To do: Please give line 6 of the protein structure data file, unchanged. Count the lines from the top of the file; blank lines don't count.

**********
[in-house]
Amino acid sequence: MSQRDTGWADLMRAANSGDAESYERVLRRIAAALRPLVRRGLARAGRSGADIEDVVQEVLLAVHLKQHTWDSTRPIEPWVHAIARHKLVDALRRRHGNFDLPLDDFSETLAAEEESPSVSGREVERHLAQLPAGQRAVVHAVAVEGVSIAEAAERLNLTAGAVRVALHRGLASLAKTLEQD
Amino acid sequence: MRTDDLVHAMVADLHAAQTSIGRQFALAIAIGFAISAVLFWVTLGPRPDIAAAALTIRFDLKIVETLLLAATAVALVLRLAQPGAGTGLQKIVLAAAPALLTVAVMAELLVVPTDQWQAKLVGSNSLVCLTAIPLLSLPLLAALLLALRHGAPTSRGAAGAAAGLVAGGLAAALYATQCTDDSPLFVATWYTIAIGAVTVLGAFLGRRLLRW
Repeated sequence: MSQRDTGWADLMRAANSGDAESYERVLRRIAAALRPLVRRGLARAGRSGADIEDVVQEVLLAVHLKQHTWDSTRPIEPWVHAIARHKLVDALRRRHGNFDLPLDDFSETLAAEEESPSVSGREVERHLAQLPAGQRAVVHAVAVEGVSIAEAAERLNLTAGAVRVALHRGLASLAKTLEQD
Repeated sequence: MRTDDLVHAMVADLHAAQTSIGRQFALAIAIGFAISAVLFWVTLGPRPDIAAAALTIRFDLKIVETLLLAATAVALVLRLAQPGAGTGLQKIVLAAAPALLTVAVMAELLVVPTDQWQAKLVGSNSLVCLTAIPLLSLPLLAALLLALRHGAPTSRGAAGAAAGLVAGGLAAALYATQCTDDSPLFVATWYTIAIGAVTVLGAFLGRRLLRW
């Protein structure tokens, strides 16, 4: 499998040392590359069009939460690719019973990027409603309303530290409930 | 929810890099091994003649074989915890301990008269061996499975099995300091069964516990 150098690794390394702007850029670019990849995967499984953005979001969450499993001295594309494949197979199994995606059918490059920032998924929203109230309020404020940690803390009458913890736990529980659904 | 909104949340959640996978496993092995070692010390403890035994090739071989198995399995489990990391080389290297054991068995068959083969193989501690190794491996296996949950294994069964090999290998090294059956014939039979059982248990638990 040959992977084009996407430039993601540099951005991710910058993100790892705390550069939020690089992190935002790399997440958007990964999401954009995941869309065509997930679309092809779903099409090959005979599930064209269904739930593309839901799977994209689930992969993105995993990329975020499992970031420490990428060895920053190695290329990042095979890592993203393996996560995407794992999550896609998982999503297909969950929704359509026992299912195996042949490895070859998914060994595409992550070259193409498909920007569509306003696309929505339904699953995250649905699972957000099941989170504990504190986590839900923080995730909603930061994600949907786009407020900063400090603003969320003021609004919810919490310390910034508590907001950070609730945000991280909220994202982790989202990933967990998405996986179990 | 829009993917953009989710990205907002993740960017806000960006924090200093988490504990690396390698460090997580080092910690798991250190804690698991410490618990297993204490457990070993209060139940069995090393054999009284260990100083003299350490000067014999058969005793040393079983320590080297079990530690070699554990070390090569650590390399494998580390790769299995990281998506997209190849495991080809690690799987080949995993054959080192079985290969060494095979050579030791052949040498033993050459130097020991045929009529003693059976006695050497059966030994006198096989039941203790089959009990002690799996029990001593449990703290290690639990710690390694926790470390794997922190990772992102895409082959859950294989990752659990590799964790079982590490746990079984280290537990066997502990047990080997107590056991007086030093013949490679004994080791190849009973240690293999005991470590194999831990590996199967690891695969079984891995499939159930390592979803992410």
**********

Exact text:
């Protein structure tokens, strides 16, 4: 499998040392590359069009939460690719019973990027409603309303530290409930 | 929810890099091994003649074989915890301990008269061996499975099995300091069964516990 150098690794390394702007850029670019990849995967499984953005979001969450499993001295594309494949197979199994995606059918490059920032998924929203109230309020404020940690803390009458913890736990529980659904 | 909104949340959640996978496993092995070692010390403890035994090739071989198995399995489990990391080389290297054991068995068959083969193989501690190794491996296996949950294994069964090999290998090294059956014939039979059982248990638990 040959992977084009996407430039993601540099951005991710910058993100790892705390550069939020690089992190935002790399997440958007990964999401954009995941869309065509997930679309092809779903099409090959005979599930064209269904739930593309839901799977994209689930992969993105995993990329975020499992970031420490990428060895920053190695290329990042095979890592993203393996996560995407794992999550896609998982999503297909969950929704359509026992299912195996042949490895070859998914060994595409992550070259193409498909920007569509306003696309929505339904699953995250649905699972957000099941989170504990504190986590839900923080995730909603930061994600949907786009407020900063400090603003969320003021609004919810919490310390910034508590907001950070609730945000991280909220994202982790989202990933967990998405996986179990 | 829009993917953009989710990205907002993740960017806000960006924090200093988490504990690396390698460090997580080092910690798991250190804690698991410490618990297993204490457990070993209060139940069995090393054999009284260990100083003299350490000067014999058969005793040393079983320590080297079990530690070699554990070390090569650590390399494998580390790769299995990281998506997209190849495991080809690690799987080949995993054959080192079985290969060494095979050579030791052949040498033993050459130097020991045929009529003693059976006695050497059966030994006198096989039941203790089959009990002690799996029990001593449990703290290690639990710690390694926790470390794997922190990772992102895409082959859950294989990752659990590799964790079982590490746990079984280290537990066997502990047990080997107590056991007086030093013949490679004994080791190849009973240690293999005991470590194999831990590996199967690891695969079984891995499939159930390592979803992410």